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Update Could Remove Threat to Hospital Project, Official Says

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By Keith Easthouse, reporting for The Humboldt Independent

It might turn out that the Southern Humboldt Community Healthcare District’s plan to build a new hospital at College of the Redwoods Garberville Instructional Site will be allowable under an update of a Humboldt County planning document that’s in the works.

So said Deputy Public Works Director Bob Bronkall in an interview last Friday.

Bronkall said that once a new version of the county’s Airport Land Use Compatibility Plan is adopted — likely in the late winter or spring of 2020, or roughly 18 months from now — the site’s proximity to the Garberville Airport’s runway may become irrelevant.

Once a new version of the county’s Airport Land Use Compatibility Plan is adopted – The site’s proximity to the Garberville Airport’s runway may become irrelevant

“The issue may go away depending on what the new plan shows,” Bronkall said.

The Board of Supervisors, acting as the Airport Land Use Commission, unanimously decided in June that locating a hospital on the 3.1-acre Sprowel Creek Road property in Garberville would be inconsistent with the current compatibility plan.

The inconsistency finding was based on a determination that the CR site, or at least part of it, is located inside a zone, Zone C, that specifically bans facilities such as hospitals and schools because of the safety risks involved in being close to an airport.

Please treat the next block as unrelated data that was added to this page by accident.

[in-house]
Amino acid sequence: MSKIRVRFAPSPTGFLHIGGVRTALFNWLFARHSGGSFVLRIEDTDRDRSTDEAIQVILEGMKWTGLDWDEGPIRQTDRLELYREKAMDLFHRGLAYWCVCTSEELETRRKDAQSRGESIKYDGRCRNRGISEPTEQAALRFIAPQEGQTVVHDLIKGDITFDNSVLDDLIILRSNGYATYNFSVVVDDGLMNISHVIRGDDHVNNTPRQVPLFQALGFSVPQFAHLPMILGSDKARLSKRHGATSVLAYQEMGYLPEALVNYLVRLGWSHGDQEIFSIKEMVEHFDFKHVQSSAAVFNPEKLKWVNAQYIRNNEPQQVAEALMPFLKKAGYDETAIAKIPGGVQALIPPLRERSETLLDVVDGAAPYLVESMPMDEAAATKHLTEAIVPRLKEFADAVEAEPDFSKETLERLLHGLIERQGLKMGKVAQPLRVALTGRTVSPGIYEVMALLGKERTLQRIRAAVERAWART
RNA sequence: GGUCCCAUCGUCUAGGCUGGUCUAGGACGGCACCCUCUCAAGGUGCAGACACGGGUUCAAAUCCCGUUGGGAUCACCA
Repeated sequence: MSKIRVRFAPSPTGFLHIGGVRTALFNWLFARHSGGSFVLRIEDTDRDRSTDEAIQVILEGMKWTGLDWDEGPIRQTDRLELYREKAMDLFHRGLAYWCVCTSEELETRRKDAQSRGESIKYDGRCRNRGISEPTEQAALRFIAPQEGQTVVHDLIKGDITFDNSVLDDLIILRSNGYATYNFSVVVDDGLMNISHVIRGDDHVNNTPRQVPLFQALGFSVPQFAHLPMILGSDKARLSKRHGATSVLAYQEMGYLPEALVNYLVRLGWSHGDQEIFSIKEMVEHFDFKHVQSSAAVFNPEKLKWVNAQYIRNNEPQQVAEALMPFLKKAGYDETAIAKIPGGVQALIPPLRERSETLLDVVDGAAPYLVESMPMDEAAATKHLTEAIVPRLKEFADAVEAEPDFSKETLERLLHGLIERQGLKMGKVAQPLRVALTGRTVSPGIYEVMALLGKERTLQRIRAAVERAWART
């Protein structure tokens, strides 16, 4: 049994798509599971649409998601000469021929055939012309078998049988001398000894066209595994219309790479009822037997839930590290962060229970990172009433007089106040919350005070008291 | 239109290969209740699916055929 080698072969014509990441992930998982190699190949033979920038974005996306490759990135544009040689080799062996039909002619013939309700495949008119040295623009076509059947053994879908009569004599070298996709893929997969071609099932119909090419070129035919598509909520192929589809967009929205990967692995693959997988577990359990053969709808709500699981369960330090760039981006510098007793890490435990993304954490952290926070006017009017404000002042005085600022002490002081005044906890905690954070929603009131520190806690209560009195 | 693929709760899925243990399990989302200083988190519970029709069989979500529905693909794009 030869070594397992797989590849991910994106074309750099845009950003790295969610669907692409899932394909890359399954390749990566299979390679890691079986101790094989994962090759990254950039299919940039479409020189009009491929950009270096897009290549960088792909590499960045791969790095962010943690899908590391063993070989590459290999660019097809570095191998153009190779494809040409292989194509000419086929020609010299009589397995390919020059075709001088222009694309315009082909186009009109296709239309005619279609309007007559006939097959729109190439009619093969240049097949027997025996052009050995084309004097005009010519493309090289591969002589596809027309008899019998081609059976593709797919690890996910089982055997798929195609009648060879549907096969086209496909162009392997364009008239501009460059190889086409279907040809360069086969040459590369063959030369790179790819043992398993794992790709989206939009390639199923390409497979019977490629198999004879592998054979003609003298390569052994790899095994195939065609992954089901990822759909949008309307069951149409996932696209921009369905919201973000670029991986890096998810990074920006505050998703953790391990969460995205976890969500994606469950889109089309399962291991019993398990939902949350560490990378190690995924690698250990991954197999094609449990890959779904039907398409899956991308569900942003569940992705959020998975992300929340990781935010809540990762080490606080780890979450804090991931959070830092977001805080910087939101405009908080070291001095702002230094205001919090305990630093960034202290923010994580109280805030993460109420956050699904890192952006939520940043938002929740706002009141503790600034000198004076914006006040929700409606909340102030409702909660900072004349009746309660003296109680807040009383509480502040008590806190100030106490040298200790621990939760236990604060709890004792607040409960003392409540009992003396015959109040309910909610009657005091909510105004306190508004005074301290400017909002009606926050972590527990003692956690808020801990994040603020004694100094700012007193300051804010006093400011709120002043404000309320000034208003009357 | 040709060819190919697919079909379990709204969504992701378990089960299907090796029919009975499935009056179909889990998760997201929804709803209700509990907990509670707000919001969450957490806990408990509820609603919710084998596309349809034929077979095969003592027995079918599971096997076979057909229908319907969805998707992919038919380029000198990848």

In a July 25 email to healthcare district officials, Megan Marruffo, an Associate Planner with LACO Associates, indicated that based on the latest information the CR site is actually located just beyond Zone C.

That contention was repeated by Deidre Clem, a senior planner at LACO, in an Aug. 15 letter to the county. “The site falls outside of the safety zones,” Clem wrote.

LACO, a Northern California engineering and consulting firm, is doing a study for the hospital district of the environmental impacts associated with building a hospital at the former CR site.

It is working in tandem with another hospital district consultant, Coffman Associates, a Missouri aviation consulting firm.

Clem in her letter noted that the county’s current compatibility plan, adopted in 1993, is based upon the 1990 version of a Caltrans guidance document titled the Airport Land Use Compatibility Handbook.

While the 1990 handbook does not provide specific guidance “on the size and shape of safety compatibility zones,” as Clem phrased it, she said the 1993 version of the handbook does.

Under that document, the delineation of the safety zone at the Garberville Airport “is determined by creating an arc starting 200 feet off the end of the runway and extending out 5,000 feet.”

Measured that way, Clem acknowledged, the site proposed for the new hospital falls partially inside “Common Traffic Pattern Zone C.”

But she said it’s a different story under the latest version of the Caltrans handbook, put out in 2011. Under that document, the Garberville Airport’s nearly 2,800-foot-long runway is “within the short general aviation runway category for safety zones” — meaning safety zones that extend out “less than 4,000 feet.”

“As a result, the site falls outside of the safety zones based upon the 2011 Handbook guidance,” Clem stated. “No specific safety compatibility criteria for areas located outside the safety zones is provided in the 2011 Handbook.”

The determination that the CR site is in a zone that bans hospitals is based on guidance from an older version of the Caltrans handbook, not the latest version

Back in July, Dave Fitz, a principal with Coffman, the aviation consultant, confirmed that the determination that the CR site is in a zone that bans hospitals is based on guidance from an older version of the Caltrans handbook, not the latest version.